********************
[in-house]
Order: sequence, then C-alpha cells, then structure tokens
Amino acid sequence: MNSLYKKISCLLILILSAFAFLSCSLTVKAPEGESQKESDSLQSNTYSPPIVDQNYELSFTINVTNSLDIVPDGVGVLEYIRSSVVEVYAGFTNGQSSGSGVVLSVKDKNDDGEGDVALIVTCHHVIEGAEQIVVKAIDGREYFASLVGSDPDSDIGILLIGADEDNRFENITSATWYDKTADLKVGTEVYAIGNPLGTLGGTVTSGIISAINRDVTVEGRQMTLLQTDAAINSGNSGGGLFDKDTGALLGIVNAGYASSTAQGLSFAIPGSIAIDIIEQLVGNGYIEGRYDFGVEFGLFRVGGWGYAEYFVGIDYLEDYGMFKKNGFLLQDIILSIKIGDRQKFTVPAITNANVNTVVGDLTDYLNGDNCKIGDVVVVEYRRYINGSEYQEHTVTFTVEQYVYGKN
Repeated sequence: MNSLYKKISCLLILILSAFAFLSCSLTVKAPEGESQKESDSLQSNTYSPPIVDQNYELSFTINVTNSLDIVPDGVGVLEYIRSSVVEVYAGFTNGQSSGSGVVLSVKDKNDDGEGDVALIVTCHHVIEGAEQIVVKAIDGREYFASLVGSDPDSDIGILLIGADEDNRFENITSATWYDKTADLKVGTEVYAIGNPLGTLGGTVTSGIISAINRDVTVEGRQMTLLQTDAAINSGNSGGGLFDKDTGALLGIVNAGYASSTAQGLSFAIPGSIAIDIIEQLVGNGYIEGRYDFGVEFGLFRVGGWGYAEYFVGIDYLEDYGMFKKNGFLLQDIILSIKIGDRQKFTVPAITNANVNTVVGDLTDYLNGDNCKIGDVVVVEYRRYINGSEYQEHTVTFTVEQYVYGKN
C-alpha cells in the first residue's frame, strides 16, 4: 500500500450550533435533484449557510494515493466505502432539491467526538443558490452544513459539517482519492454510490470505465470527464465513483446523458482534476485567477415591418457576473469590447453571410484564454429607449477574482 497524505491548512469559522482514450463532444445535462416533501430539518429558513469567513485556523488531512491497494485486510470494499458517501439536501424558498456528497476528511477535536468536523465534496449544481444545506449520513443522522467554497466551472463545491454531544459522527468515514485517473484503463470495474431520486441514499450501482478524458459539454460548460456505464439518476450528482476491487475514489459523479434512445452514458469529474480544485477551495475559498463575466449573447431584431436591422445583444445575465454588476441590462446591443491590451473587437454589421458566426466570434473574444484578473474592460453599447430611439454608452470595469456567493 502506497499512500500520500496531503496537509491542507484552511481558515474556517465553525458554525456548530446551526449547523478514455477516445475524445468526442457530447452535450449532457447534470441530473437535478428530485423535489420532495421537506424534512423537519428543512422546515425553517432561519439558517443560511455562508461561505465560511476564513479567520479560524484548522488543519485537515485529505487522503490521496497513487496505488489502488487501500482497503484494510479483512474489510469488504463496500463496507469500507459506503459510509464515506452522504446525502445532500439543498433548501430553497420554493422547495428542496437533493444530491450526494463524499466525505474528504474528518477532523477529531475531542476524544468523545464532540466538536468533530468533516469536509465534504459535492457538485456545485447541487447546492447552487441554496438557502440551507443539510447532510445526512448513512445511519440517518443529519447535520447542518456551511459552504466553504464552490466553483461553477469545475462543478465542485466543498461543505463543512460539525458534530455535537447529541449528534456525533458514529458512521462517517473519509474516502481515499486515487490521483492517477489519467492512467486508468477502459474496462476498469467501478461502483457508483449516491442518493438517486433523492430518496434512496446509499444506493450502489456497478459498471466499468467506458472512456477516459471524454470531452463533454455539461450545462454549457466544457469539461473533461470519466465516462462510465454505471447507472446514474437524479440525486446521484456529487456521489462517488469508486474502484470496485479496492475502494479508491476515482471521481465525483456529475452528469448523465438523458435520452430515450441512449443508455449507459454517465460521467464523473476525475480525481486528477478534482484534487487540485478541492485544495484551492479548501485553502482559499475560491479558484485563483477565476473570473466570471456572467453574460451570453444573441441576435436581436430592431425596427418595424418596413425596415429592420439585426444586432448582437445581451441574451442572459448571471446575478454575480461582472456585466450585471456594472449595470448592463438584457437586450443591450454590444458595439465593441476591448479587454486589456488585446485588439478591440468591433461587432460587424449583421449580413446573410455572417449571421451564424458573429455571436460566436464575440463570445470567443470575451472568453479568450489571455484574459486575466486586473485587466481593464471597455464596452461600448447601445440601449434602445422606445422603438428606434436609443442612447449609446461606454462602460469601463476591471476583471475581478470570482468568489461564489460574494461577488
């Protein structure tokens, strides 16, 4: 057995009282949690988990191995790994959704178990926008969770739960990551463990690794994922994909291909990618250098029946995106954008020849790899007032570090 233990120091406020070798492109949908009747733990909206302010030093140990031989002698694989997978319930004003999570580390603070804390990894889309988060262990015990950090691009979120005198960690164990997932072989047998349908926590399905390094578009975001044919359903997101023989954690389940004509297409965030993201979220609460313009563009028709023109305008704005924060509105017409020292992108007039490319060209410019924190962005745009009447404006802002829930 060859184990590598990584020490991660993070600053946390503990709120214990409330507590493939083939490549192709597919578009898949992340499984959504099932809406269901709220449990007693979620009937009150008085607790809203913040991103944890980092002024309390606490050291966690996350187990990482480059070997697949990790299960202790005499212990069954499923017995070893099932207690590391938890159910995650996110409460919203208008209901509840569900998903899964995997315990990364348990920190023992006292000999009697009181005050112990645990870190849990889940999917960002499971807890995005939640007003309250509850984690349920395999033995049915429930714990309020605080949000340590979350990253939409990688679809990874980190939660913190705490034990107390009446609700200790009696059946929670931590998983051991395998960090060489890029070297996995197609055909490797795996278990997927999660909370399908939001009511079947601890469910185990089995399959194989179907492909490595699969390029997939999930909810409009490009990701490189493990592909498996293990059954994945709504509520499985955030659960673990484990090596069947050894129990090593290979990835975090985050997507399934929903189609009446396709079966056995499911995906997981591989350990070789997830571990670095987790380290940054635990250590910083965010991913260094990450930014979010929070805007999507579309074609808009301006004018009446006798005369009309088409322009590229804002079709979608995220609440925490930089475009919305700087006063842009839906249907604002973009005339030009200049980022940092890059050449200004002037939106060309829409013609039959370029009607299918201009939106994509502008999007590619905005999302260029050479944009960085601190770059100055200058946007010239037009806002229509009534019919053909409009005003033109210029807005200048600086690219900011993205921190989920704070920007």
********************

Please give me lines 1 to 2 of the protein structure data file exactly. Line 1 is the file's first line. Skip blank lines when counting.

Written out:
[in-house]
Order: sequence, then C-alpha cells, then structure tokens